Sometimes the IT team knows about the test in advance – sometimes they are given no advance notice. In cases where they have no advance notice, the penetration testing exercise can also analyze IT’s response to the issue in real time. 

A hacker may also try to find the vulnerabilities in multiple systems. They may test your: 

The Pros and Cons of Pen Testing

While penetration testing can be extremely beneficial to a company, there can be some drawbacks. 

  • Pros include the advance knowledge about a system vulnerability, so you can fix it before it becomes a liability. 
  • Cons include the potential for a hacker to keep the information they find, or for bugs and flaws to corrupt your data because the hacker will be using real cybercriminal tools to break into your network. The other big con is the cost – hiring an ethical hacker is pricy. 

If you’re interested in running a penetration test for your organization, you can avoid these flaws by limiting what tools a hacker can use, or what systems they’re allowed to go after. You can cut down on the cost by deploying AI to simulate a real penetration test instead of hiring a real-live hacker.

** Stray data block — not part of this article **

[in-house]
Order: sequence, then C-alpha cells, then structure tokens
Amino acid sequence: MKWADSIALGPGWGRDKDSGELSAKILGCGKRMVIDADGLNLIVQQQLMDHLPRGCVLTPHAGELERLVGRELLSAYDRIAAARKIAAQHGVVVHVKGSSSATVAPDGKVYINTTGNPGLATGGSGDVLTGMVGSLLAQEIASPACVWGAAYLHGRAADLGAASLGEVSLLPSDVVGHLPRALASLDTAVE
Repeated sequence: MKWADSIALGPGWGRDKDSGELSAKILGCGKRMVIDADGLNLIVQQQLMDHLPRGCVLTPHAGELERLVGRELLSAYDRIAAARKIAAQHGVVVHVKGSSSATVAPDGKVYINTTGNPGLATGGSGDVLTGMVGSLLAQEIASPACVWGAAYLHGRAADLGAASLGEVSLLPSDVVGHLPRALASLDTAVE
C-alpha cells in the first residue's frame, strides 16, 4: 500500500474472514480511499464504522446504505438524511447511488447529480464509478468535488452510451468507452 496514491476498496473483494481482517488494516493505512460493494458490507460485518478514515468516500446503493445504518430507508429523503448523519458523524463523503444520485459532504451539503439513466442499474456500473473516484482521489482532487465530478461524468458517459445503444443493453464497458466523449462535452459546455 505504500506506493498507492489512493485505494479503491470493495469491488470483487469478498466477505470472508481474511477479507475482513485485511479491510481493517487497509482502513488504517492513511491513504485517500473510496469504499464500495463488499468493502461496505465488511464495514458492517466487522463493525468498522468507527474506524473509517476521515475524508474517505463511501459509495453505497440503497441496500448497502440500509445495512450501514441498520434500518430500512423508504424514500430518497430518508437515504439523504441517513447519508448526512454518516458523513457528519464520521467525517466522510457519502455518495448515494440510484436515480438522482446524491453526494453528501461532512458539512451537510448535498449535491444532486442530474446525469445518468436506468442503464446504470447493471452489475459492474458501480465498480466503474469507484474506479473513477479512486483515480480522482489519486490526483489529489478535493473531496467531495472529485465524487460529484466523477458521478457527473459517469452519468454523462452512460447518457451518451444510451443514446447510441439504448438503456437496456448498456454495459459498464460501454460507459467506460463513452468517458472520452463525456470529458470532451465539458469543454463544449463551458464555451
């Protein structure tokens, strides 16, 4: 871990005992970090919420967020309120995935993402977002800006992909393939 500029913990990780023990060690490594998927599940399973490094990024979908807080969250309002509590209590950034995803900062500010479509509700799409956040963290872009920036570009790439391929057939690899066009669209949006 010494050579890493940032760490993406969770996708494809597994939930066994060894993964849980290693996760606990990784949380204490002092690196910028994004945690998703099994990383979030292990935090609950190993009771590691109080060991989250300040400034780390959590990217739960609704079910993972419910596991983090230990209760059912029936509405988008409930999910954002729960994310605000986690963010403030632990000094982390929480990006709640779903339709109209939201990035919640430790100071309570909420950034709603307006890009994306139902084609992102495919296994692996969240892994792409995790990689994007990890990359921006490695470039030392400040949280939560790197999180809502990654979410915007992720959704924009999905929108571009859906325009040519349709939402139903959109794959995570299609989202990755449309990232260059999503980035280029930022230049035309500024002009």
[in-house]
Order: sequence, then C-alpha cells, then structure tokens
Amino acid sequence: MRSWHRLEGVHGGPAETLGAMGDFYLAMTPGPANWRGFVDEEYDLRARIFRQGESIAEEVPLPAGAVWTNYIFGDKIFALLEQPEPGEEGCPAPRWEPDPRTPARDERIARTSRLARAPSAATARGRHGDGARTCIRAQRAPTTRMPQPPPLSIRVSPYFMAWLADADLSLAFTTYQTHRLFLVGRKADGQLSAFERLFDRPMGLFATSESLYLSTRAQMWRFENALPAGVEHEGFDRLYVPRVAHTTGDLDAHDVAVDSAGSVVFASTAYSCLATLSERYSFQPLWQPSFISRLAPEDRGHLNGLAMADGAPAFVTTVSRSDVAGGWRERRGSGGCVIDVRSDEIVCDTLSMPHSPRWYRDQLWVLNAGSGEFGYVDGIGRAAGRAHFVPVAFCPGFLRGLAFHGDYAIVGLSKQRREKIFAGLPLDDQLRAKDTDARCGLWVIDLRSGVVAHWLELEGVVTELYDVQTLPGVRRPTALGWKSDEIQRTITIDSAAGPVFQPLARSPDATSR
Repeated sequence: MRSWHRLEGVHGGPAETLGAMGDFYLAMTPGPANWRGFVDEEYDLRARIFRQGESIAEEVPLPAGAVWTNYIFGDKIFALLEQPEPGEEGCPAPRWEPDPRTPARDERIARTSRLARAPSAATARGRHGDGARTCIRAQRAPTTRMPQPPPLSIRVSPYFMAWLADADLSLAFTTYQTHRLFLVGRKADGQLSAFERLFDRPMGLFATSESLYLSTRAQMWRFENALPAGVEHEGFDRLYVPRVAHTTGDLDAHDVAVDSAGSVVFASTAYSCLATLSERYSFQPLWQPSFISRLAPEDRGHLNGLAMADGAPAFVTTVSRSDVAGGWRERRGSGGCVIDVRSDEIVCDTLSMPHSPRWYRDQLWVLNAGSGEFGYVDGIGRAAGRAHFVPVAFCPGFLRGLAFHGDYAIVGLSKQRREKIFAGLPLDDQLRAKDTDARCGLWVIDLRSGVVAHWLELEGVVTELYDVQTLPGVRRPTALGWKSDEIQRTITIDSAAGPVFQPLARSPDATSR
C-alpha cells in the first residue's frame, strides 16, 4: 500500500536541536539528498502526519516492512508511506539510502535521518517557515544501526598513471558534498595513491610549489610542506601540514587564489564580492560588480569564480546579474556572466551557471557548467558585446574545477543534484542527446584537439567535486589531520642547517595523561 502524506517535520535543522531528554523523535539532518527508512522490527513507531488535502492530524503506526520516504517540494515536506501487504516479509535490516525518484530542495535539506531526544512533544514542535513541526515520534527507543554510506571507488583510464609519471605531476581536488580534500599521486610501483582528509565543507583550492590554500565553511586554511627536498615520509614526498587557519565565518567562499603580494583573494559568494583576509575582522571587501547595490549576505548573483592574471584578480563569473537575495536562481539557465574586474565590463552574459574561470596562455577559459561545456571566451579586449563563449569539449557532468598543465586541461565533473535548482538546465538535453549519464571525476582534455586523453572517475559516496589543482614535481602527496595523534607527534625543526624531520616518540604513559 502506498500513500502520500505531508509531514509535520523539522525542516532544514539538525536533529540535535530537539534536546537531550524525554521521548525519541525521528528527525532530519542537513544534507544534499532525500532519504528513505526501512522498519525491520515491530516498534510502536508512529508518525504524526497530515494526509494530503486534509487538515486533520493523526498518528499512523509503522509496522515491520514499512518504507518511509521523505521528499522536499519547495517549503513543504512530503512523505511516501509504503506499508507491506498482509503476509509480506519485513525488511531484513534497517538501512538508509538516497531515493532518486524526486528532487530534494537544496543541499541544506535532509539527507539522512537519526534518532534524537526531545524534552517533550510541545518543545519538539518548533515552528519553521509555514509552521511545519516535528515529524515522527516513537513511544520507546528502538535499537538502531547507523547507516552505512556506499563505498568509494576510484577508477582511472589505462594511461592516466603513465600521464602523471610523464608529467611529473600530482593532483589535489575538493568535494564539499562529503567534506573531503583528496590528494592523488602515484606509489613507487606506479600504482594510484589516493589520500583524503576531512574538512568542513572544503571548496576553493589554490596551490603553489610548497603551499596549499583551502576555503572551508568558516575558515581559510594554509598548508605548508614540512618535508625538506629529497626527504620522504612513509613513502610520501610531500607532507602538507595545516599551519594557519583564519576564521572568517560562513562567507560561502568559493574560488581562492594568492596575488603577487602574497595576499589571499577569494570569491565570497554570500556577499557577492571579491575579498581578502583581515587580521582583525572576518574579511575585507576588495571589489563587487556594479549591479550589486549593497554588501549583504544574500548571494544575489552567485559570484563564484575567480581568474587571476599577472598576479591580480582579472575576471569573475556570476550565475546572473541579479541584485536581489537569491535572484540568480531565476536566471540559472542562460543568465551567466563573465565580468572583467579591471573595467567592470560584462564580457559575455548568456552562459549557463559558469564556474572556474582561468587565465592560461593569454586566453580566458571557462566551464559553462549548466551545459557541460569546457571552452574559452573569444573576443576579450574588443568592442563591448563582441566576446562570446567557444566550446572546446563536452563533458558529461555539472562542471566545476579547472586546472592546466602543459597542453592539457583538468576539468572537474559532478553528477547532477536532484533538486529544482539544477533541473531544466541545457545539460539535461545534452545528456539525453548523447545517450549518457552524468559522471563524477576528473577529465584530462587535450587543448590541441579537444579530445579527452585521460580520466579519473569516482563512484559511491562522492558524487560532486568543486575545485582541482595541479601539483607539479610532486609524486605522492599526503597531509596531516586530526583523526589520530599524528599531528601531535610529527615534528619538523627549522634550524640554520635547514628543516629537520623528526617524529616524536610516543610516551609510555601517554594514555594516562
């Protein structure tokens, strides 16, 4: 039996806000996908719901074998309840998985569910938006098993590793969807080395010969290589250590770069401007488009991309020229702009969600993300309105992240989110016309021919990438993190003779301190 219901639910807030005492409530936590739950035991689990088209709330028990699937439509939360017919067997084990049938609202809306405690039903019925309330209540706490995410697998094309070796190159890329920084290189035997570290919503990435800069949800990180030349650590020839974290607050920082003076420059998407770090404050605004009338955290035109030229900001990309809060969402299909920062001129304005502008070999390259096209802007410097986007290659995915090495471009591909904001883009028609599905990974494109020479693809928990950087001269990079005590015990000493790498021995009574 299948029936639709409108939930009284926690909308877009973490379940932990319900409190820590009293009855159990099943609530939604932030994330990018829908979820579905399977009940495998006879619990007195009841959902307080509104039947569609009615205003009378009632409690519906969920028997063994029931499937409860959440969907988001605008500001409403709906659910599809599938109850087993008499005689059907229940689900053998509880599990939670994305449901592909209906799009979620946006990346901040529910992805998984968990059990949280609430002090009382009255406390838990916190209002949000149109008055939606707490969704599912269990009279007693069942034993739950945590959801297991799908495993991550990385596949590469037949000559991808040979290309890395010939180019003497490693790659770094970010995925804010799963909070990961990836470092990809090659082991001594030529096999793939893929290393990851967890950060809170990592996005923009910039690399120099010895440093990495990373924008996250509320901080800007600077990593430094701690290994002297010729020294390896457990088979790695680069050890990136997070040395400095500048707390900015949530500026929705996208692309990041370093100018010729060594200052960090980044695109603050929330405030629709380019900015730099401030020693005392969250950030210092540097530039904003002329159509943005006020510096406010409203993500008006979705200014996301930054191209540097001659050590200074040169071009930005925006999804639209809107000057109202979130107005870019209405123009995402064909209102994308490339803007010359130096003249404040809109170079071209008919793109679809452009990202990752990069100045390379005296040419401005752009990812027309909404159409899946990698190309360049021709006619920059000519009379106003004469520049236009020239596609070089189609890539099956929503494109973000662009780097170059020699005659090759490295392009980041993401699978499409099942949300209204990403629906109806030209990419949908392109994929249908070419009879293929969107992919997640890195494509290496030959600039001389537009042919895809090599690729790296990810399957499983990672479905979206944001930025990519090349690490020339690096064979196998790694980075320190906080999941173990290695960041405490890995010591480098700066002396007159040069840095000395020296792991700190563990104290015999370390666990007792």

Want to Know More? 

Here at Interplay, we’re always happy to answer all your questions about cybersecurity. If you’d like to learn more about penetration testing and how it works (and whether it’s worth it for your business), all you have to do is reach out. 

Get Answers from Interplay

For 20+ years, the friendly and knowledgeable team at Interplay in Seattle has helped business leaders across a range of industries get more out of their tech, stress free. Not only are we always (and we mean always) happy to offer the best managed IT services, support, and advice, we’re also the team you can trust for the best cocktail recommendations here in Seattle or in Disney World – we’re versatile! All humor aside though, we’d love to help you get your IT running smoothly and securely, around the clock.